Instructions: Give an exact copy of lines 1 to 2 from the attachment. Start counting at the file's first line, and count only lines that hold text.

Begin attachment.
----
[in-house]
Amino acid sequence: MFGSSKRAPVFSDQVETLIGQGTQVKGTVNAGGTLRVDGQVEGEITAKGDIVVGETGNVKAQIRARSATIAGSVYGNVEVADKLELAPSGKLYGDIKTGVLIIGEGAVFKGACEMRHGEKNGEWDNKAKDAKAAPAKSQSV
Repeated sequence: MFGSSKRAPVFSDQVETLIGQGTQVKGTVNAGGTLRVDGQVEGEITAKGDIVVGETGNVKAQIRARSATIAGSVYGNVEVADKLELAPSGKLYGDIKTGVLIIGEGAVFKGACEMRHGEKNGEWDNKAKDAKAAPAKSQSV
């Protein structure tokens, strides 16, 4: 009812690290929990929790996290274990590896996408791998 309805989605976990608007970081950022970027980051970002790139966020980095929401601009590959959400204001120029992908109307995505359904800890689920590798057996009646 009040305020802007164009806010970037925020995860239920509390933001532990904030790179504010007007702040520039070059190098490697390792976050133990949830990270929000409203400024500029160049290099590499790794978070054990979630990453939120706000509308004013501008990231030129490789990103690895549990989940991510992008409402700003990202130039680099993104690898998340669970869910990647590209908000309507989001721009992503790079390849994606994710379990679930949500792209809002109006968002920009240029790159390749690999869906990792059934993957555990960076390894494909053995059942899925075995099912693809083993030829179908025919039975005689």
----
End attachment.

[in-house]
Amino acid sequence: MFGSSKRAPVFSDQVETLIGQGTQVKGTVNAGGTLRVDGQVEGEITAKGDIVVGETGNVKAQIRARSATIAGSVYGNVEVADKLELAPSGKLYGDIKTGVLIIGEGAVFKGACEMRHGEKNGEWDNKAKDAKAAPAKSQSV